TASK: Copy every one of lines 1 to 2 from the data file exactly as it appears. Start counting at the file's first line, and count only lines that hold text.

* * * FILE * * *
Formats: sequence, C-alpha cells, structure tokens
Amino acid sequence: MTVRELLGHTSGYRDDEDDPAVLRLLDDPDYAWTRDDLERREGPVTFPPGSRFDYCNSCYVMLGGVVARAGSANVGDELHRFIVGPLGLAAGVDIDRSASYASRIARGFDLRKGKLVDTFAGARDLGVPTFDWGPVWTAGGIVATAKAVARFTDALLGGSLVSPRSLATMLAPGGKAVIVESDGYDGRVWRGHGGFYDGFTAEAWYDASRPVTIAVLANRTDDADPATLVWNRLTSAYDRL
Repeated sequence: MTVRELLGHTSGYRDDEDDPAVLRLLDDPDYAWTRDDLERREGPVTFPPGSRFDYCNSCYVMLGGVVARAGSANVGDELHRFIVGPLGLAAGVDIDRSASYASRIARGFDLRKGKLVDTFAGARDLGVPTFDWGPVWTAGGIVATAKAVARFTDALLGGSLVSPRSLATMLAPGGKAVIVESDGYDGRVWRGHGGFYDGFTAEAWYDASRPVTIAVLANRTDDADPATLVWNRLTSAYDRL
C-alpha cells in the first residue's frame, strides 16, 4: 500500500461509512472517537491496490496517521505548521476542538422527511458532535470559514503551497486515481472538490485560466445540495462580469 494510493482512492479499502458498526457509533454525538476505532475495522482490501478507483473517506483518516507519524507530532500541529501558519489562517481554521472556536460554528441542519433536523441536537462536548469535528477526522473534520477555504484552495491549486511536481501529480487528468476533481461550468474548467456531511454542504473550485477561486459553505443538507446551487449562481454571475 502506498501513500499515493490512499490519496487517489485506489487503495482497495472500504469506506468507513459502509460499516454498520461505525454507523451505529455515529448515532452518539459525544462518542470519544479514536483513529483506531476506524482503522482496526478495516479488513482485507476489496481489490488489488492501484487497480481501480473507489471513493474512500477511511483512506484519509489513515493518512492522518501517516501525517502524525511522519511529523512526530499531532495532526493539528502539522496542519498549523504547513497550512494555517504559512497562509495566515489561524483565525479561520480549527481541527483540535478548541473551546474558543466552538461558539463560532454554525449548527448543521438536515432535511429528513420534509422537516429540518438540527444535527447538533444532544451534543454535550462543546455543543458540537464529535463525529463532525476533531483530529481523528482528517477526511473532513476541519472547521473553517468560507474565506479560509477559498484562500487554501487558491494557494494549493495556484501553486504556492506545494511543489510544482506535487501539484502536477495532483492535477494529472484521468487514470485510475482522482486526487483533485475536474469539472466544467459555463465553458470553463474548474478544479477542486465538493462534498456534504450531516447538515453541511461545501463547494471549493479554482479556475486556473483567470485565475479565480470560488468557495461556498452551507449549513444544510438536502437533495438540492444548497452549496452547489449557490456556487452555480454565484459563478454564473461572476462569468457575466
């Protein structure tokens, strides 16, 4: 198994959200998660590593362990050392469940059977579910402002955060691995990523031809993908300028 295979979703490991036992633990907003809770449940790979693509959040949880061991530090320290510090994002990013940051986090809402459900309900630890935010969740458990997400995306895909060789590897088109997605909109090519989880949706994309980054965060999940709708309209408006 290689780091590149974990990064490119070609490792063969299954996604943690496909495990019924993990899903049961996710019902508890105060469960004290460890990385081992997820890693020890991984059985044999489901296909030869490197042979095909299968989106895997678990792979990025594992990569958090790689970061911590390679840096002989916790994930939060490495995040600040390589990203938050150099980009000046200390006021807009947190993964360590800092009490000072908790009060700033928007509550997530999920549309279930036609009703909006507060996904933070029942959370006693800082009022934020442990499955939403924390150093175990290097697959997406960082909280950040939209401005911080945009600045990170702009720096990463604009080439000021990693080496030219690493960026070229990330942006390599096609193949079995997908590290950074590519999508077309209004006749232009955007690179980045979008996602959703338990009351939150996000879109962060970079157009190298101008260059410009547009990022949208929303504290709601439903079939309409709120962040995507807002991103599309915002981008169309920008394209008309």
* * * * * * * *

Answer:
Formats: sequence, C-alpha cells, structure tokens
Amino acid sequence: MTVRELLGHTSGYRDDEDDPAVLRLLDDPDYAWTRDDLERREGPVTFPPGSRFDYCNSCYVMLGGVVARAGSANVGDELHRFIVGPLGLAAGVDIDRSASYASRIARGFDLRKGKLVDTFAGARDLGVPTFDWGPVWTAGGIVATAKAVARFTDALLGGSLVSPRSLATMLAPGGKAVIVESDGYDGRVWRGHGGFYDGFTAEAWYDASRPVTIAVLANRTDDADPATLVWNRLTSAYDRL